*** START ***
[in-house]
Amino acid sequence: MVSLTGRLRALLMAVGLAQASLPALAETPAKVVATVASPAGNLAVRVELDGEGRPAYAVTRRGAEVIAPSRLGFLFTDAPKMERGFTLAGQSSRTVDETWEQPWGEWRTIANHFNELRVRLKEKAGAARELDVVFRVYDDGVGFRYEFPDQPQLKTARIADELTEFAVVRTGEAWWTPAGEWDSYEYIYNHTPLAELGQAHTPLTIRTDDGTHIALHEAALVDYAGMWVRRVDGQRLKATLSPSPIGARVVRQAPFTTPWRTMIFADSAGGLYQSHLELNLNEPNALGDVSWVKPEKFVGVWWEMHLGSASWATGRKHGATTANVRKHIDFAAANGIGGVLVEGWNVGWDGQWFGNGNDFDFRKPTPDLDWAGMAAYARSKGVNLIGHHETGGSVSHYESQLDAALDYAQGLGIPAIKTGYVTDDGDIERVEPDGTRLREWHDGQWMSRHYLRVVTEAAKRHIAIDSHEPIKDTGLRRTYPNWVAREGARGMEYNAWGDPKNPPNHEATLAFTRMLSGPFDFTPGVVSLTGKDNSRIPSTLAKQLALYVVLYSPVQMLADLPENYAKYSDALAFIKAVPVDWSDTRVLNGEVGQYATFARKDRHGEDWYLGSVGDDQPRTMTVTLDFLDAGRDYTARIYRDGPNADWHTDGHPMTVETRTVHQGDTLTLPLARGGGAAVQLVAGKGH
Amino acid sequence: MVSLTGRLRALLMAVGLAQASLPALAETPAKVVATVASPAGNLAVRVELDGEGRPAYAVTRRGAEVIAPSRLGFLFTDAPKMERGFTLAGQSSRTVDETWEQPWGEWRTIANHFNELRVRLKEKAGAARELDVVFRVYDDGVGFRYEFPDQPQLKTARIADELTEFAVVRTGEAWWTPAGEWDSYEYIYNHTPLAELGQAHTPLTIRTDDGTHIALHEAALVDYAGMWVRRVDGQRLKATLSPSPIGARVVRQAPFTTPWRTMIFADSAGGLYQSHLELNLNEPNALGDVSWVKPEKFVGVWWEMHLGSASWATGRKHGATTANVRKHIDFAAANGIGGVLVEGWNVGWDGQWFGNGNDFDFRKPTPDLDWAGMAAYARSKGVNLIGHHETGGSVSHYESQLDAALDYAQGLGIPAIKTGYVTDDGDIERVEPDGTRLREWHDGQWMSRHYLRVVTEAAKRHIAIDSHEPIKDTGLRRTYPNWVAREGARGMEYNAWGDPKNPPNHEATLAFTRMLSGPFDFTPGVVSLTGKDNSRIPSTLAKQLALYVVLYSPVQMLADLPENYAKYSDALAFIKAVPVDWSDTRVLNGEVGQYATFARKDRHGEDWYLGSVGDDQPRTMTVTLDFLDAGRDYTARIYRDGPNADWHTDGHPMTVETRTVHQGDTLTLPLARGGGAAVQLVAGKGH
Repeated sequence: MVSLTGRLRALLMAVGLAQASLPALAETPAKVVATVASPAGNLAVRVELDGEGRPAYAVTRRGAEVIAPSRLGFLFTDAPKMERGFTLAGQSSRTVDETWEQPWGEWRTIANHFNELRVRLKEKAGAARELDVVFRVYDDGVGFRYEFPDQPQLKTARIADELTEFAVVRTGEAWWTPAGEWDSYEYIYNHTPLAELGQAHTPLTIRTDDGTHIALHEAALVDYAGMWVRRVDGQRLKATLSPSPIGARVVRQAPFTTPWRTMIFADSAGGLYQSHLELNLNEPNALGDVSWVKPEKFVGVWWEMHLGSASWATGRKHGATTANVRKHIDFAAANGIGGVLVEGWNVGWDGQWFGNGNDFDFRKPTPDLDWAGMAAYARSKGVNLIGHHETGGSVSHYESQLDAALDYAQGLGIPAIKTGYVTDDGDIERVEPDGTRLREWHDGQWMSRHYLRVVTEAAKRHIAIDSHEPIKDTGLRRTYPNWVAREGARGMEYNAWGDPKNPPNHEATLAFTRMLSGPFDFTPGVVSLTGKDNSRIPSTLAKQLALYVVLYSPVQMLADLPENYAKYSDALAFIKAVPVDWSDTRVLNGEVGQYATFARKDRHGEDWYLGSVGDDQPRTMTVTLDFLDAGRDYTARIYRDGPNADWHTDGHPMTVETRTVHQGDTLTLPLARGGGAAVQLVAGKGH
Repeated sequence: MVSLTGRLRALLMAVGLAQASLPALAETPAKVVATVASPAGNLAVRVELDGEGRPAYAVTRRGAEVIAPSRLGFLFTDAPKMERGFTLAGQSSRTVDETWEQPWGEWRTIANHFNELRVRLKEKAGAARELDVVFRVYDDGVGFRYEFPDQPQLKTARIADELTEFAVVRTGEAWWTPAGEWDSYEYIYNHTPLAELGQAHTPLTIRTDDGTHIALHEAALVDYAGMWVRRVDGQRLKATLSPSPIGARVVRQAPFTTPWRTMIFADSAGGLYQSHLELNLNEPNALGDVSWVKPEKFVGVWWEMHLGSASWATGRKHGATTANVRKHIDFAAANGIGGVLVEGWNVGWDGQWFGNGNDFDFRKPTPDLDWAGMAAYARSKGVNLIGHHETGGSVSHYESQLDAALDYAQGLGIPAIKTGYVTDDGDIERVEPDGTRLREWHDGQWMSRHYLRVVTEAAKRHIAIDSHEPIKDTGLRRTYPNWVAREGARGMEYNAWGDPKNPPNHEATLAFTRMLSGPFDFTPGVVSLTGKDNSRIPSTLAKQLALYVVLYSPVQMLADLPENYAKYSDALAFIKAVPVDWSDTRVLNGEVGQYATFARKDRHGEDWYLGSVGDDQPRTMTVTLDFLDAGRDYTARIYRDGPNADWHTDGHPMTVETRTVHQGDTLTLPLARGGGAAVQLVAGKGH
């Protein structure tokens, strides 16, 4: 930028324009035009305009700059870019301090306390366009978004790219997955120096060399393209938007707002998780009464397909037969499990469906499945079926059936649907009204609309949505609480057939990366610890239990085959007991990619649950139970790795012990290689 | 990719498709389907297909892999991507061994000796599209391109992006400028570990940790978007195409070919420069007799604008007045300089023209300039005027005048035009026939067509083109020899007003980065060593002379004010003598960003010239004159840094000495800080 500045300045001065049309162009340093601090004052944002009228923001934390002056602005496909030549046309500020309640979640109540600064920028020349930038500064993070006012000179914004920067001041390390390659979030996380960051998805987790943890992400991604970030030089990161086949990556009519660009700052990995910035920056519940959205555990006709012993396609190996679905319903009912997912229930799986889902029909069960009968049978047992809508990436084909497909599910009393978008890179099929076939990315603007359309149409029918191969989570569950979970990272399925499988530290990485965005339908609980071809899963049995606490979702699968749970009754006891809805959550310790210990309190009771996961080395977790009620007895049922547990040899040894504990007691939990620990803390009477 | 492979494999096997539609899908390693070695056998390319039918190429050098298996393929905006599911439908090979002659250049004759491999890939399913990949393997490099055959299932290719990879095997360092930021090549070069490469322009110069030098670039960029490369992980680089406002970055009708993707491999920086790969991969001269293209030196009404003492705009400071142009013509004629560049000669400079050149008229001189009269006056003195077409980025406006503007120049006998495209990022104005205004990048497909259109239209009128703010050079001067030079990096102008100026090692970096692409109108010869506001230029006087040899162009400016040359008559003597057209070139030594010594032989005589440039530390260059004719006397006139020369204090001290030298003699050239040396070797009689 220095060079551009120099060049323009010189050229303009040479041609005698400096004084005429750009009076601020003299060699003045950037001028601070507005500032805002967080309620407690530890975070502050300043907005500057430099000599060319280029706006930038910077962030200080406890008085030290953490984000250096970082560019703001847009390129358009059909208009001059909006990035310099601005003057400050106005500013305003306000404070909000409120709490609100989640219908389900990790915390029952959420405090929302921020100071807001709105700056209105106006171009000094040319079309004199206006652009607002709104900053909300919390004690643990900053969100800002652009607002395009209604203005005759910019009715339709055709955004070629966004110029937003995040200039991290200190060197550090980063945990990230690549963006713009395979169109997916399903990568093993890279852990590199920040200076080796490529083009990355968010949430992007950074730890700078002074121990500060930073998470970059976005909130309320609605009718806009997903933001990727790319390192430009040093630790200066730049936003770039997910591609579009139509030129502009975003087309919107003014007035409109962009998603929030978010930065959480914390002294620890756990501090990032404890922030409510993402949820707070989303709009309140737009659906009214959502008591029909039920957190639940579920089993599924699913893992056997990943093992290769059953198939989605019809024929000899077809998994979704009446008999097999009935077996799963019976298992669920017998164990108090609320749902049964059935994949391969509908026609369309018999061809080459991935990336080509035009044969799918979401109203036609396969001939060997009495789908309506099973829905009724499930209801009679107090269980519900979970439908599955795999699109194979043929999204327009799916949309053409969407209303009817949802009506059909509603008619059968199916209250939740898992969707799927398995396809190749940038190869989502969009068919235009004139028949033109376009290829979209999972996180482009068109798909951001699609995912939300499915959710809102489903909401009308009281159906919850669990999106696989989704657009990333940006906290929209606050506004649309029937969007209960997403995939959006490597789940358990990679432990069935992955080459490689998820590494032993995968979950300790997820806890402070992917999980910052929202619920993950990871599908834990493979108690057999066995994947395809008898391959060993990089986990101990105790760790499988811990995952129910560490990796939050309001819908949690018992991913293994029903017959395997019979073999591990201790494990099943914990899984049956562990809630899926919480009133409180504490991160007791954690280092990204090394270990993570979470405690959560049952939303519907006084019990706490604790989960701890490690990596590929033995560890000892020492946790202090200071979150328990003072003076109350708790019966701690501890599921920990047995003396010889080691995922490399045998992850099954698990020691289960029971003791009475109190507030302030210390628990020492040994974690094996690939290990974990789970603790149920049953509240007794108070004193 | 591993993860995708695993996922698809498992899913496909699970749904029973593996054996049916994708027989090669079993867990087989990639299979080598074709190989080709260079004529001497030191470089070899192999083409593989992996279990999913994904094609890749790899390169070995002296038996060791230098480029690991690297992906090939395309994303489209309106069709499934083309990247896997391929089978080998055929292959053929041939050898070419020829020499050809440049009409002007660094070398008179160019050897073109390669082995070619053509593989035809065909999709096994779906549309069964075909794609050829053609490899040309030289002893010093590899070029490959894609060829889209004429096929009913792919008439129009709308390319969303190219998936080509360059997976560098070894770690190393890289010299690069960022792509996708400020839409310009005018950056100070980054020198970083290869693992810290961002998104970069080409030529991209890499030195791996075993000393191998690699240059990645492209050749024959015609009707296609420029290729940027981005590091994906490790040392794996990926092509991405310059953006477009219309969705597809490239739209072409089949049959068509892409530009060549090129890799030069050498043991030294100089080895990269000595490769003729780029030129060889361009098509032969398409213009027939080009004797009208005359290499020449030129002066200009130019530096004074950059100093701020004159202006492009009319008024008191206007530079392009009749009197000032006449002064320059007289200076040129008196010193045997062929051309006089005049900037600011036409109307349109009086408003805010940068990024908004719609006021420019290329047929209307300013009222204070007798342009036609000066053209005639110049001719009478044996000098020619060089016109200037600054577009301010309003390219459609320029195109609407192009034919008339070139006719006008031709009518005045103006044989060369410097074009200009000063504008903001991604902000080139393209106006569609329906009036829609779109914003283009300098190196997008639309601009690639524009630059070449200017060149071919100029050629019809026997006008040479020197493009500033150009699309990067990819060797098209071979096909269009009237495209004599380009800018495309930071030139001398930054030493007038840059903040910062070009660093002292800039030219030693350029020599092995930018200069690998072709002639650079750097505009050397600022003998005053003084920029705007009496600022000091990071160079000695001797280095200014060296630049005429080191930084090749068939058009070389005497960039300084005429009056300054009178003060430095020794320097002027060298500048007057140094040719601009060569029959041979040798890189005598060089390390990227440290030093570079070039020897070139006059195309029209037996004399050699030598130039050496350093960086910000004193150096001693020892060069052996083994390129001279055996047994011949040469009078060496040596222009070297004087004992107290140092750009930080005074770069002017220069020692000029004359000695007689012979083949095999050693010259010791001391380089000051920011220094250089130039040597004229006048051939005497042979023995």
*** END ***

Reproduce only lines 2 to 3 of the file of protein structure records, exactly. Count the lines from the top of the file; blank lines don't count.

Amino acid sequence: MVSLTGRLRALLMAVGLAQASLPALAETPAKVVATVASPAGNLAVRVELDGEGRPAYAVTRRGAEVIAPSRLGFLFTDAPKMERGFTLAGQSSRTVDETWEQPWGEWRTIANHFNELRVRLKEKAGAARELDVVFRVYDDGVGFRYEFPDQPQLKTARIADELTEFAVVRTGEAWWTPAGEWDSYEYIYNHTPLAELGQAHTPLTIRTDDGTHIALHEAALVDYAGMWVRRVDGQRLKATLSPSPIGARVVRQAPFTTPWRTMIFADSAGGLYQSHLELNLNEPNALGDVSWVKPEKFVGVWWEMHLGSASWATGRKHGATTANVRKHIDFAAANGIGGVLVEGWNVGWDGQWFGNGNDFDFRKPTPDLDWAGMAAYARSKGVNLIGHHETGGSVSHYESQLDAALDYAQGLGIPAIKTGYVTDDGDIERVEPDGTRLREWHDGQWMSRHYLRVVTEAAKRHIAIDSHEPIKDTGLRRTYPNWVAREGARGMEYNAWGDPKNPPNHEATLAFTRMLSGPFDFTPGVVSLTGKDNSRIPSTLAKQLALYVVLYSPVQMLADLPENYAKYSDALAFIKAVPVDWSDTRVLNGEVGQYATFARKDRHGEDWYLGSVGDDQPRTMTVTLDFLDAGRDYTARIYRDGPNADWHTDGHPMTVETRTVHQGDTLTLPLARGGGAAVQLVAGKGH
Amino acid sequence: MVSLTGRLRALLMAVGLAQASLPALAETPAKVVATVASPAGNLAVRVELDGEGRPAYAVTRRGAEVIAPSRLGFLFTDAPKMERGFTLAGQSSRTVDETWEQPWGEWRTIANHFNELRVRLKEKAGAARELDVVFRVYDDGVGFRYEFPDQPQLKTARIADELTEFAVVRTGEAWWTPAGEWDSYEYIYNHTPLAELGQAHTPLTIRTDDGTHIALHEAALVDYAGMWVRRVDGQRLKATLSPSPIGARVVRQAPFTTPWRTMIFADSAGGLYQSHLELNLNEPNALGDVSWVKPEKFVGVWWEMHLGSASWATGRKHGATTANVRKHIDFAAANGIGGVLVEGWNVGWDGQWFGNGNDFDFRKPTPDLDWAGMAAYARSKGVNLIGHHETGGSVSHYESQLDAALDYAQGLGIPAIKTGYVTDDGDIERVEPDGTRLREWHDGQWMSRHYLRVVTEAAKRHIAIDSHEPIKDTGLRRTYPNWVAREGARGMEYNAWGDPKNPPNHEATLAFTRMLSGPFDFTPGVVSLTGKDNSRIPSTLAKQLALYVVLYSPVQMLADLPENYAKYSDALAFIKAVPVDWSDTRVLNGEVGQYATFARKDRHGEDWYLGSVGDDQPRTMTVTLDFLDAGRDYTARIYRDGPNADWHTDGHPMTVETRTVHQGDTLTLPLARGGGAAVQLVAGKGH